What I see in China is everyone crying. It’s amazing, since the Chinese are not known as outwardly emotional people. Old people, young people, men and women, police and military are publicly shedding tears. Publicly. On national TV. Everyone.
I think the tears are old tears. The tears are for many sorrows of the past, and the recent earthquakes have been the ideal catalyst for a public emotional exhaustion. This current tragedy has allowed the Chinese people to show their hearts, to show their humanity.
And they are displaying their humanity to each other. This unity of expression will become a powerful benchmark for modern Chinese identity. Thanks to modern media, the hearts of the Chinese are open for the whole world to see, and as is human nature in times of devastating tragedy, people all over the world are united in their sympathy for the Chinese people.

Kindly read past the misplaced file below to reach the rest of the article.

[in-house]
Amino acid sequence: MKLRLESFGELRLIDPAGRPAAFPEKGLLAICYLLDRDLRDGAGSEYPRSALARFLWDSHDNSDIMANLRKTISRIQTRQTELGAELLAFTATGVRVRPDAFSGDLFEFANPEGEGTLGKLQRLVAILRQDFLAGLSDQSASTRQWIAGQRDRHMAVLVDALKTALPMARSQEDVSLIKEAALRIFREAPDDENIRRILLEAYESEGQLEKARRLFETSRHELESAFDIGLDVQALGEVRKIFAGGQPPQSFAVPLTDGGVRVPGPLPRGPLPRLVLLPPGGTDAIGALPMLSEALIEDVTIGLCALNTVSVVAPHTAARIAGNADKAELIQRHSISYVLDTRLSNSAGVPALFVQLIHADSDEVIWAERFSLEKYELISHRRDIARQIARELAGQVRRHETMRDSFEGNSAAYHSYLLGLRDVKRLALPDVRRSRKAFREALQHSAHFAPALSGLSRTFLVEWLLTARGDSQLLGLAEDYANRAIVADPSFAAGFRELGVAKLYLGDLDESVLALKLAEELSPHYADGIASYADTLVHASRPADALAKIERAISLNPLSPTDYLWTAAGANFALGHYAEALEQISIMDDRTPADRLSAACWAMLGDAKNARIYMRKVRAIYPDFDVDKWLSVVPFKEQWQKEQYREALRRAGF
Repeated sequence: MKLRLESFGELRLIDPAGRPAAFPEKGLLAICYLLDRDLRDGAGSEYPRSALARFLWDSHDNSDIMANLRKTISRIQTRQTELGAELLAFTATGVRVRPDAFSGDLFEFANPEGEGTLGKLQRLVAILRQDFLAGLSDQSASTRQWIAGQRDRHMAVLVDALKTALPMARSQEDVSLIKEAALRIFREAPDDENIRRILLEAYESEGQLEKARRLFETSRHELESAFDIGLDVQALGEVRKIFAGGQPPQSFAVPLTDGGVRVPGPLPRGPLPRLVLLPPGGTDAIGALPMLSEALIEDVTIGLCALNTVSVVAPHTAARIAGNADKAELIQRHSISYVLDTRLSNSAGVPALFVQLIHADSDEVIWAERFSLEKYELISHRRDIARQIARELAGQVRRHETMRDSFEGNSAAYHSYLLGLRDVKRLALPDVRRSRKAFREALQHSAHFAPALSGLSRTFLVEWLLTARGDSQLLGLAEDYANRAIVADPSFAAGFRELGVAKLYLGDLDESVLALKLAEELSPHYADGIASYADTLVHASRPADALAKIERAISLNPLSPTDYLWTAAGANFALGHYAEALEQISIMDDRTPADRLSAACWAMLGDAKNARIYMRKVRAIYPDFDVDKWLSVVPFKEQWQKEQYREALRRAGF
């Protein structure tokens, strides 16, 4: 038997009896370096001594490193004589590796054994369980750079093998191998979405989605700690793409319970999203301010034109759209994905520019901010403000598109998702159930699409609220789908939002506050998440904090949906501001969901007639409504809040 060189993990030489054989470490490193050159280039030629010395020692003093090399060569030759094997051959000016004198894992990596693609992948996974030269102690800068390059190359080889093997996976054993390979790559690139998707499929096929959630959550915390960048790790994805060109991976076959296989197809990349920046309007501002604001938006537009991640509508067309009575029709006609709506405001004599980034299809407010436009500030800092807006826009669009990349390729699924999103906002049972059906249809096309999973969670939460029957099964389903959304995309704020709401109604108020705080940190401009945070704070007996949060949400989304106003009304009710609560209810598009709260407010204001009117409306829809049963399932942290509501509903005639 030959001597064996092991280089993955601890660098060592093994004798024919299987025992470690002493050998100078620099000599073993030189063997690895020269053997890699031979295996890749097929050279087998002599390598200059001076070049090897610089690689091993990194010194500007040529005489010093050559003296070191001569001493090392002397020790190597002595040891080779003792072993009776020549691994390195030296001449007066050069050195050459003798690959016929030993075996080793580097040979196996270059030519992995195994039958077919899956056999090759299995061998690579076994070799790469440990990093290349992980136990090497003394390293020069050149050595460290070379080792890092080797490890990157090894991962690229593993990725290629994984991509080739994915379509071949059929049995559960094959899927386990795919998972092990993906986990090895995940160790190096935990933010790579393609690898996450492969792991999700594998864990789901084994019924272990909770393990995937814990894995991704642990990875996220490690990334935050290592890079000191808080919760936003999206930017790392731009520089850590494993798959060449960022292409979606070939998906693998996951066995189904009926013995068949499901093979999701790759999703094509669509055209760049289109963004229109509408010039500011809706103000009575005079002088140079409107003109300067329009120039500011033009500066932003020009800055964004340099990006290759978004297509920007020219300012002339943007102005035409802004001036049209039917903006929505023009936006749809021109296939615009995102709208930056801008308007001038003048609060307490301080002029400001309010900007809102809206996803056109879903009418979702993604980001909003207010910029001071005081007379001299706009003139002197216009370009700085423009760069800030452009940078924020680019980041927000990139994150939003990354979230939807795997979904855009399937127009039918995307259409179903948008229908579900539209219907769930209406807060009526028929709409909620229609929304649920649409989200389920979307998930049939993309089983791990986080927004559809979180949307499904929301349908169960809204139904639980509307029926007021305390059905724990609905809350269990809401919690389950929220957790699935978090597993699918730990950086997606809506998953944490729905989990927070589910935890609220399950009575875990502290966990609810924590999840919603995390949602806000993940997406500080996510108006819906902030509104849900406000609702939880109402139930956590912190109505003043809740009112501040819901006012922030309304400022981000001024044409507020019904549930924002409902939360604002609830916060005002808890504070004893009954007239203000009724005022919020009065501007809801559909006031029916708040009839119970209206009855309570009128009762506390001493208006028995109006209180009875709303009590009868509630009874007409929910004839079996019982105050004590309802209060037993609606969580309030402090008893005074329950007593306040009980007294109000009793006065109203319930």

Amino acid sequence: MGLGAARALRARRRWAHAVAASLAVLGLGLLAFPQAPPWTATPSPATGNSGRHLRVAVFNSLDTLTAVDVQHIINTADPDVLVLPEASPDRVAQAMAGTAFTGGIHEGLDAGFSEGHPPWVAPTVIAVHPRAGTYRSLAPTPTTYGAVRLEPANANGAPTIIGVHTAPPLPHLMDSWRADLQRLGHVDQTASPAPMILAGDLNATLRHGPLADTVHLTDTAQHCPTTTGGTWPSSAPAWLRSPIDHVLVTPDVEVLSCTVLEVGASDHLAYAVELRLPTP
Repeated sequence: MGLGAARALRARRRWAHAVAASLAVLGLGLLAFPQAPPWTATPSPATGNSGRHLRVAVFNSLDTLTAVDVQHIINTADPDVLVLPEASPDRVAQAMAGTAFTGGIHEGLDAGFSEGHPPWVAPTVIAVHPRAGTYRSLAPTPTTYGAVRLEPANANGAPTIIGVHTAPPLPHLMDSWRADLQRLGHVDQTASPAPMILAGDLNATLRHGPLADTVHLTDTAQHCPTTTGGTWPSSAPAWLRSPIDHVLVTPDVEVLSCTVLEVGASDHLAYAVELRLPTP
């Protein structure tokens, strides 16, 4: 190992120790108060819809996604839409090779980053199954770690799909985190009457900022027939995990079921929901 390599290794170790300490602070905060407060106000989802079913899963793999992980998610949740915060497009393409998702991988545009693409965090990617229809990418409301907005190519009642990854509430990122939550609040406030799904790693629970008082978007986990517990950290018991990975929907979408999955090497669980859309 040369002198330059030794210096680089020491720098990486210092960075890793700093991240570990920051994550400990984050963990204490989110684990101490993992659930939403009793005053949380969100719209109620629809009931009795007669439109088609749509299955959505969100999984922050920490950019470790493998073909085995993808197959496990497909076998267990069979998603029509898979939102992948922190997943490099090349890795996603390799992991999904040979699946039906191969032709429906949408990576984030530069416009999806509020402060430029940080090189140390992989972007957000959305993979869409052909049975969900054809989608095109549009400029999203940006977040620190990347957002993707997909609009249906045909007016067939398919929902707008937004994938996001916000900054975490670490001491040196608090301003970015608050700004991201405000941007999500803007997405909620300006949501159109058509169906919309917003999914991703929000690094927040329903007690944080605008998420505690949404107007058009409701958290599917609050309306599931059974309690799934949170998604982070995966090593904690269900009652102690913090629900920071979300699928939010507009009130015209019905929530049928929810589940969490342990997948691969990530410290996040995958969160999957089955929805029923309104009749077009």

There has been unprecedented international assistance welcomed by China. China has also taken great care in ensuring the safety of the foreigners in the earthquake regions. As I’ve taught in class many times: China’s problems are not China’s alone. When the world’s most populous nation makes a decision, it affects the world in some way. China’s impact and influence on the world can no longer be dismissed as discreet and personal. This is true in good times and bad. China is learning the world and finding itself. True to life’s cruel nature, people are sometimes reminded of their fragile existence. We are not infinitely strong beings. Sometimes we cry.
In China, everyone is crying. Even this horrible author. China’s tears are old, but tears are universal.